III. Constructive Fraud

The elements of constructive fraud include:

"`1. a duty owing by the party to be charged to the complaining party due to their relationship, 2. violation of that duty by the making of deceptive material misrepresentations of past or existing facts or remaining silent when a duty to speak exists, 3. reliance thereon by the complaining party, *1233 4. injury to the complaining party as a proximate result thereof, and 5. the gaining of an advantage by the party to be charged at the expense of the complaining party.'"

Block, 601 N.E.2d at 451 (quoting Pugh's IGA, 531 N.E.2d at 1197). Contrary to the trial court's ruling in the present case, intent to deceive is not an element of constructive fraud. See id. Instead, the law infers fraud from the relationship of the parties and the surrounding circumstances. Id. The Appellees contend that the trial court nonetheless properly entered summary judgment in their favor on Wright's claim for constructive fraud because there is an absence of the type of relationship which may form a basis of a claim for constructive fraud. Furthermore, Appellees contend this relationship did not give rise to a legal duty to disclose.

In support of their position, the Appellees cite Hardy v. South Bend Sash & Door Co. (1992), Ind. App., 603 N.E.2d 895, reh'g denied, trans. denied, and Comfax v. North American Van Lines (1992), Ind. App., 587 N.E.2d 118. In Hardy, this court affirmed the entry of summary judgment on the plaintiff's claim for constructive fraud due to the absence of a fiduciary or confidential relationship between the parties. Hardy, 603 N.E.2d at 901. Similarly, in Comfax, this court affirmed the entry of summary judgment on plaintiffs' constructive fraud claim because the plaintiff failed to demonstrate the existence of the requisite special relationship. Comfax, 587 N.E.2d at 125-26. In Comfax, the plaintiffs argued the existence of a fiduciary relationship was established. Id. at 126.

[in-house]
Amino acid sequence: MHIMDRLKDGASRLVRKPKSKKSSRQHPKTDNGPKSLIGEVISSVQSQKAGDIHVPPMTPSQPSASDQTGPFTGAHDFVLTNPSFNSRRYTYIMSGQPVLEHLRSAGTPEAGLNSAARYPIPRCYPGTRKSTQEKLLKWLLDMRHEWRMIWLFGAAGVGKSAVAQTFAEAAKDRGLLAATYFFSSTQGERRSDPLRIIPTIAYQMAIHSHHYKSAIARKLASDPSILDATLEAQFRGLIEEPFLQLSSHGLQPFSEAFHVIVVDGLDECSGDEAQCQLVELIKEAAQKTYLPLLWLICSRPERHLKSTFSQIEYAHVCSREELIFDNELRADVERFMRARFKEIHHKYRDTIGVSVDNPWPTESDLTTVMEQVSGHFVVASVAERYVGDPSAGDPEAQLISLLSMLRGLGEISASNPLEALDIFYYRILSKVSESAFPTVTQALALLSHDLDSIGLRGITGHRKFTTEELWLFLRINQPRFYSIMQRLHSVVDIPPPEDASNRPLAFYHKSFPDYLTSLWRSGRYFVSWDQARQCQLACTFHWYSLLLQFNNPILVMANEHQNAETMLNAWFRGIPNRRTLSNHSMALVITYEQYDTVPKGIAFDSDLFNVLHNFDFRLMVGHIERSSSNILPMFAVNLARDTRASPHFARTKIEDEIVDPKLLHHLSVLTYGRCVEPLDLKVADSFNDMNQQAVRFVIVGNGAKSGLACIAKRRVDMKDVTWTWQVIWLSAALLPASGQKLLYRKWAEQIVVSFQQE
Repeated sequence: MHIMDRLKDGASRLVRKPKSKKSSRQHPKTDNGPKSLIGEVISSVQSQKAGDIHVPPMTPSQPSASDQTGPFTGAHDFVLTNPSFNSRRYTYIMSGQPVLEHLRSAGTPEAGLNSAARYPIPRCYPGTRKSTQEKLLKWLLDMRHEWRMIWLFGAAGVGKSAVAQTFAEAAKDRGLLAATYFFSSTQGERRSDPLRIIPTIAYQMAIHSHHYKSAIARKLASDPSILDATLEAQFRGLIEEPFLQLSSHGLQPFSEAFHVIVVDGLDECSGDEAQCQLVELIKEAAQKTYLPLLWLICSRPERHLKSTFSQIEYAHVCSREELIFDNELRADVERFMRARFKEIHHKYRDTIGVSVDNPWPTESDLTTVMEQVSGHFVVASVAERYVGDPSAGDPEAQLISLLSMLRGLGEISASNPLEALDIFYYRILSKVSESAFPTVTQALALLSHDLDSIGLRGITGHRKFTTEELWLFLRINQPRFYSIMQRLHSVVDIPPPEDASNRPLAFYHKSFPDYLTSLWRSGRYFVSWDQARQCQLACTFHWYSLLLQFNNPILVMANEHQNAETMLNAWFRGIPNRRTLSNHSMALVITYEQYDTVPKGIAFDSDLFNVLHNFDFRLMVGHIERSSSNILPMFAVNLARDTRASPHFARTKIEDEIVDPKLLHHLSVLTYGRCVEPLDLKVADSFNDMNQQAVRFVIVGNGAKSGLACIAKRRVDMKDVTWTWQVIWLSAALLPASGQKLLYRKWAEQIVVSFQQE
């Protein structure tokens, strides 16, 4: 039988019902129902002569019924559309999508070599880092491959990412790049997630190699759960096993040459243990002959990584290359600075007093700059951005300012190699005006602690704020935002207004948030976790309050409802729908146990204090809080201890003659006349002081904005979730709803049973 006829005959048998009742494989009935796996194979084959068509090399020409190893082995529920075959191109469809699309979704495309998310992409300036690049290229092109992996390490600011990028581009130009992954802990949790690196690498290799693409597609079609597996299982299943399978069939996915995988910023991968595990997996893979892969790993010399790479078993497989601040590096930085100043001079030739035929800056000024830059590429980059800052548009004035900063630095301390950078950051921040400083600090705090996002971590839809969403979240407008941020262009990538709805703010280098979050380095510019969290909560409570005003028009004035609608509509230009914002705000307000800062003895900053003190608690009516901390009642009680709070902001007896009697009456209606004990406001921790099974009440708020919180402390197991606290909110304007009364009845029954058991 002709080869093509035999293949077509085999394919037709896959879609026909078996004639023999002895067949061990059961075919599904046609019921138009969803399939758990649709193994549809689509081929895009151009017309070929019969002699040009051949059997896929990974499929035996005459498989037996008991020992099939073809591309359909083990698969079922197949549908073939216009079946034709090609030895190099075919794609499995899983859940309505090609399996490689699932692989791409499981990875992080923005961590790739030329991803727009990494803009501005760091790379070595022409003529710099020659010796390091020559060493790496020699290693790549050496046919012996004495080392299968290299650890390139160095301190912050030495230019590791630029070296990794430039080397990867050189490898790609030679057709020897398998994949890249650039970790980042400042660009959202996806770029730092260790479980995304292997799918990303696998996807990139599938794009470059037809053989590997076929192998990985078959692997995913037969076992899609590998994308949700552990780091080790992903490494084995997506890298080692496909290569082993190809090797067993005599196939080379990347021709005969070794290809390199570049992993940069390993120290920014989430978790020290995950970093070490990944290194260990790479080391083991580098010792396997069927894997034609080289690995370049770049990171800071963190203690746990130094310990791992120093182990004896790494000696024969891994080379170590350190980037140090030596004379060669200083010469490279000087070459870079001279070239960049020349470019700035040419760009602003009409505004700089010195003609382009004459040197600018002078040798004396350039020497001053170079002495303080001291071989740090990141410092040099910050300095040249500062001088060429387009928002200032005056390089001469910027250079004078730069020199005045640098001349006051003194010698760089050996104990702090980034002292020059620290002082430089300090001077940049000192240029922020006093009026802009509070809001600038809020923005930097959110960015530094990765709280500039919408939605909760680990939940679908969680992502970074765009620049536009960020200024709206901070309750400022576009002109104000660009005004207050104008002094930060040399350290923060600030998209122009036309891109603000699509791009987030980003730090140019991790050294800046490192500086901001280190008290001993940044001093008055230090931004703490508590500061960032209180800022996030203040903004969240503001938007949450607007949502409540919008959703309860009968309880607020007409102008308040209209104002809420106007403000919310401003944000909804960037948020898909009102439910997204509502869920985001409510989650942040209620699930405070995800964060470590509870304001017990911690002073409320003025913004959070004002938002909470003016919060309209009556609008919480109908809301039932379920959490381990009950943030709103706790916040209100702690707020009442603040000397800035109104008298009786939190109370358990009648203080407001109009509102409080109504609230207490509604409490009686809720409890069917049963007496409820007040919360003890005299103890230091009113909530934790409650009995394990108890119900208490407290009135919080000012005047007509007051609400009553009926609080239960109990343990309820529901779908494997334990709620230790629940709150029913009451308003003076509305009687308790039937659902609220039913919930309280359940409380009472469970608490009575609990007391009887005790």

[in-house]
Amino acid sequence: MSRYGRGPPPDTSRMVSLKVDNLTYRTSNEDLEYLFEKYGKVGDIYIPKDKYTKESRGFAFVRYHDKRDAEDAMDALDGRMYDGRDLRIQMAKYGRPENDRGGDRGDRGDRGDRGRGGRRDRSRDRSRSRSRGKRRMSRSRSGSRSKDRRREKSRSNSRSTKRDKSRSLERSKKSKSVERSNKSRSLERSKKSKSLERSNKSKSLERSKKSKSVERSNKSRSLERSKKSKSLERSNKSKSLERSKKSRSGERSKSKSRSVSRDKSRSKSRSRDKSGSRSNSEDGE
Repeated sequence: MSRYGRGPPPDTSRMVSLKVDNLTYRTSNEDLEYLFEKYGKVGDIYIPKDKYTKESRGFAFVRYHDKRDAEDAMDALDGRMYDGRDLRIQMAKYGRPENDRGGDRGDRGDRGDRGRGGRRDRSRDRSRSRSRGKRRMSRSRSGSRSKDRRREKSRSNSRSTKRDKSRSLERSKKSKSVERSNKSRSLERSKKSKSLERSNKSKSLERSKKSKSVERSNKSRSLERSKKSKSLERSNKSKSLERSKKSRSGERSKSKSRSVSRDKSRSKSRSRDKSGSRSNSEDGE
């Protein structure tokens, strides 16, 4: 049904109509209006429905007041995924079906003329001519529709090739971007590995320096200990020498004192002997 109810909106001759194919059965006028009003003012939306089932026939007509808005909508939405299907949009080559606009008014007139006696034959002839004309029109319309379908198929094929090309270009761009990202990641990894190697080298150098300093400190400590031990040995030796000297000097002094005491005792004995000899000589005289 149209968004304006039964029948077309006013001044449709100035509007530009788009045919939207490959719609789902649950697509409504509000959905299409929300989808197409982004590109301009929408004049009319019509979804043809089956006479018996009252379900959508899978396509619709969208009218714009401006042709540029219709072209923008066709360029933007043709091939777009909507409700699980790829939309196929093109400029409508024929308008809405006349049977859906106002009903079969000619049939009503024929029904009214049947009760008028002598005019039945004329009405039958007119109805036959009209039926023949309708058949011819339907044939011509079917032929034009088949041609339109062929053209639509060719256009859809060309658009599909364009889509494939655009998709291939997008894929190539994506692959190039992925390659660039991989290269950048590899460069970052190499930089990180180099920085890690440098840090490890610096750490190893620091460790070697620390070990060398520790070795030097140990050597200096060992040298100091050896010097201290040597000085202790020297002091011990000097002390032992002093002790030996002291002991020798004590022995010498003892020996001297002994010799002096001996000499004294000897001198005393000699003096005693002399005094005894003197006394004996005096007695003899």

As we have observed previously, however,

"Defendants are mistaken in arguing that constructive fraud can only exist where there is a confidential or fiduciary relationship. In Indiana, the term constructive fraud encompasses several related theories. All of these theories are premised on the understanding that there are situations which might not amount to actual fraud, but which are so likely to result in injustice that the law will find a fraud despite the absence of fraudulent intent. Defendants are correct in asserting that a constructive fraud may be found where one party takes unconscionable advantage of his dominant position in a confidential or fiduciary relationship. [citations omitted] This is not, however, the exclusive basis for the theory of constructive fraud. In Indiana constructive fraud also includes what other jurisdictions have termed `legal fraud' or `fraud in law.' [footnote omitted] This species of constructive fraud recognizes that certain conduct should be prohibited because it is inherently likely to create an injustice. ..."

Scott, 571 N.E.2d at 323-24 (emphasis added). Thus, we find the Appellees' reliance upon Hardy and Comfax to be of no avail.